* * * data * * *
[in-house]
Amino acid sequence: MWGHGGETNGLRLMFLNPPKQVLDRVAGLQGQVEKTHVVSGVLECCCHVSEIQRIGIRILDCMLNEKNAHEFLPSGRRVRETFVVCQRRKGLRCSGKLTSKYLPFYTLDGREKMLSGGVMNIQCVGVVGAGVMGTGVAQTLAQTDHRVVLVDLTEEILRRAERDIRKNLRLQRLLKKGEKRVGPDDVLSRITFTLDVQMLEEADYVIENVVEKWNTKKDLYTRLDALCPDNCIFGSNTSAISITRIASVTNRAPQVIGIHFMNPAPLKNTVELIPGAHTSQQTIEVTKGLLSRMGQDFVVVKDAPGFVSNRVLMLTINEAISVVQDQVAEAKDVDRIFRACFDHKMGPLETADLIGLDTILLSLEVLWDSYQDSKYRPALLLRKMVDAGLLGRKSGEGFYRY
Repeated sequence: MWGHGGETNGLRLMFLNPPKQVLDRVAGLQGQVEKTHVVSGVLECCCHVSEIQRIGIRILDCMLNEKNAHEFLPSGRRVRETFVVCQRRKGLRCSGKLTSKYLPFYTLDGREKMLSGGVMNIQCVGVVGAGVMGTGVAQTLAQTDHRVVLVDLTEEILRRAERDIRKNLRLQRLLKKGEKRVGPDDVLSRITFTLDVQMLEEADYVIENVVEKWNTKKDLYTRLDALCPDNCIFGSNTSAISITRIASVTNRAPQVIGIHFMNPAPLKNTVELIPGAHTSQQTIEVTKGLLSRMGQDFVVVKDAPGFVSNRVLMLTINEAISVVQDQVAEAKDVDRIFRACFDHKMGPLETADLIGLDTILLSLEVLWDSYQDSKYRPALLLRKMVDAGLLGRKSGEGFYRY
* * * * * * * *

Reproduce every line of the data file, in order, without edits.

[in-house]
Amino acid sequence: MWGHGGETNGLRLMFLNPPKQVLDRVAGLQGQVEKTHVVSGVLECCCHVSEIQRIGIRILDCMLNEKNAHEFLPSGRRVRETFVVCQRRKGLRCSGKLTSKYLPFYTLDGREKMLSGGVMNIQCVGVVGAGVMGTGVAQTLAQTDHRVVLVDLTEEILRRAERDIRKNLRLQRLLKKGEKRVGPDDVLSRITFTLDVQMLEEADYVIENVVEKWNTKKDLYTRLDALCPDNCIFGSNTSAISITRIASVTNRAPQVIGIHFMNPAPLKNTVELIPGAHTSQQTIEVTKGLLSRMGQDFVVVKDAPGFVSNRVLMLTINEAISVVQDQVAEAKDVDRIFRACFDHKMGPLETADLIGLDTILLSLEVLWDSYQDSKYRPALLLRKMVDAGLLGRKSGEGFYRY
Repeated sequence: MWGHGGETNGLRLMFLNPPKQVLDRVAGLQGQVEKTHVVSGVLECCCHVSEIQRIGIRILDCMLNEKNAHEFLPSGRRVRETFVVCQRRKGLRCSGKLTSKYLPFYTLDGREKMLSGGVMNIQCVGVVGAGVMGTGVAQTLAQTDHRVVLVDLTEEILRRAERDIRKNLRLQRLLKKGEKRVGPDDVLSRITFTLDVQMLEEADYVIENVVEKWNTKKDLYTRLDALCPDNCIFGSNTSAISITRIASVTNRAPQVIGIHFMNPAPLKNTVELIPGAHTSQQTIEVTKGLLSRMGQDFVVVKDAPGFVSNRVLMLTINEAISVVQDQVAEAKDVDRIFRACFDHKMGPLETADLIGLDTILLSLEVLWDSYQDSKYRPALLLRKMVDAGLLGRKSGEGFYRY